H.R. 1425: The Patient Protection and Affordable Care Enhancement Act
House Democrats unveiled H.R. 1425 which would expand and protect key elements of the Affordable Care Act (ACA). Key provisions of H.R. 1425 include expanding subsidies and eligibility requirements for state-level exchanges. Importantly, states would have the ability to expand premium tax credits beyond 400% of the federal poverty line. H.R. 1425 also fixes the ACA family glitch, where families received premium subsidies based on the affordability of an individual’s employer-sponsored plan, regardless of if the plan was affordable for the entire family. In 2018, The Commonwealth Fund found that 13.8% of U.S. working-age adults were uninsured, and even more were left underinsured. H.R. 1425’s provisions would expand access to affordable health insurance, while simultaneously reducing the prevalence of short-term limited duration plans, which are often harmful. Below is a summary of key policy provisions that relate to NCHC’s policy priorities.
Title I—Lowering health care costs and protecting people with pre-existing conditions
- Section 101. Improving affordability by expanding premium assistance for consumers. States are able to give premium tax credits beyond 400% of the federal poverty line. The tax credits will be given on a sliding scale. This would expand access to health insurance in the state exchanges while also ensuring the affordability of the insurance provided.
- Section 1352. Use of funds. States would be allowed to use federal dollars to provide reinsurance payments to insurance companies providing individual coverage in the exchanges.
- Section 107. Rescinding the short-term limited duration insurance regulation. The HHS Secretary would no longer be able to implement or enforce the final rule on short-term limited duration insurance policies. These policies would no longer be widely advertised or promoted for purchase.
- Section 109. Requiring marketplace outreach, educational activities, and annual enrollment targets. States would receive additional funding to advertise and educate the public on market exchanges with the goal of increasing enrollment numbers.
- Section 113. Improving awareness of health coverage options. HHS would be required to publicly advertise COBRA continuation coverage on the Department of Labor website. Each notice would include information on the state exchanges, eligibility requirements for COBRA coverage, and other pertinent information.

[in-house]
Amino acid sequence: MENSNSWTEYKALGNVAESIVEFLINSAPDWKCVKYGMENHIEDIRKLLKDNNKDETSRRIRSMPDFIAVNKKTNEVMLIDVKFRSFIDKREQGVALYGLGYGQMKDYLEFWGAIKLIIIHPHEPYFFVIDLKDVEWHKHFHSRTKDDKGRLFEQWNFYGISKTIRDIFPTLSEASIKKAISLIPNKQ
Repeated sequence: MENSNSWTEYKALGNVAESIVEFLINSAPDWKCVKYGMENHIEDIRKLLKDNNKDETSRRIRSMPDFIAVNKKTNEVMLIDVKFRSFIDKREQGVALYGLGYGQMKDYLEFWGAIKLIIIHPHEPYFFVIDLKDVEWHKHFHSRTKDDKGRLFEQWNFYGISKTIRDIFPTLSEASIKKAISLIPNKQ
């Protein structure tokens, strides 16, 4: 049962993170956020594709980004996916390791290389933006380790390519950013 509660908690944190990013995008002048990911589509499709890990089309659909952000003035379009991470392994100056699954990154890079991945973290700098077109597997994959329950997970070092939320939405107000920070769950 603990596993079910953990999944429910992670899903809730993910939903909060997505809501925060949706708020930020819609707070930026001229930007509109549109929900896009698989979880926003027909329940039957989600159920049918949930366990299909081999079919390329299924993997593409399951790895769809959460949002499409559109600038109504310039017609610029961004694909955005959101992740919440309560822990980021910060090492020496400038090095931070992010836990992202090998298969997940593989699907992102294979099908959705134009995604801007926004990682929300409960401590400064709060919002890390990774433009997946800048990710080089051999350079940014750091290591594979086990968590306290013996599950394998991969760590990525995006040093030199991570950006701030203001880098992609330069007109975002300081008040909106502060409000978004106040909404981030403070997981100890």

- Section 114. Promoting state innovations to expand coverage. States would receive additional funding and grants to promote greater enrollment in individual and small group markets.
Title II—Encouraging Medicaid expansion and strengthening the Medicaid Program
- Section 202. Providing 12-months of continuous eligibility for Medicaid and CHIP. Individuals who qualify for Medicaid and CHIP are eligible for coverage for 12 months after they are deemed eligible
- Section 204. Reducing the administrative FMAP for nonexpansion states. States would receive less federal funding for their Medicaid programs if they choose not to expand.
- Section 206. Primary care pay increase. Reimbursement rates for primary care physicians would increase for certain services.
Title III—Lowering prices through fair drug price negotiation
- Section 301. Establishing a fair drug pricing program. This program, known as the Fair Price Negotiation Program, would negotiate a fair price for specific high-priced, single-source drugs. The Program would carry the administrative burden to negotiate prices with manufacturers, and also publish a list of selected drugs that would be subjected to negotiation.
- Section 1191. Establishment of a program. The Program described above would conduct negotiations with manufacturers to determine the average international market price, or AIM price for negotiation-eligible drugs. Drug prices in the following countries would be used for comparison: Australia, Canada, France, Germany, Japan, and The United Kingdom.
- Section 1192. Selection of negotiation-eligible drugs as selected drugs. During the first year of the initial price applicability year, the HHS Secretary would select a minimum of 25 negotiation-eligible drugs. Then, the Secretary would select 50 drugs in the subsequent year. The Secretary would choose drugs based on the those with the greatest net spending in the United States. Negotiation-eligible drugs include covered Part D drugs, other high-cost drugs, and insulin.
- Section 1193. Manufacturer agreements. The HHS Secretary and the manufacturer would negotiate the price of the drug and then relay the determined maximum fair price eligible individuals, hospitals, and physicians. If a drug does not have an AIM price, then the Secretary will determine the amount based on the weighted average price. The Secretary would determine the price based on research and development costs, market data, production and distribution costs, and comparisons to existing therapeutic alternatives.
- Section 1195. Publication of maximum fair prices. The HHS Secretary would publish the maximum price for each drug negotiated under the new Program.
- Section 1198. Civil monetary penalty. Manufacturers would be forced to pay excess taxes if they do not comply with the new Program.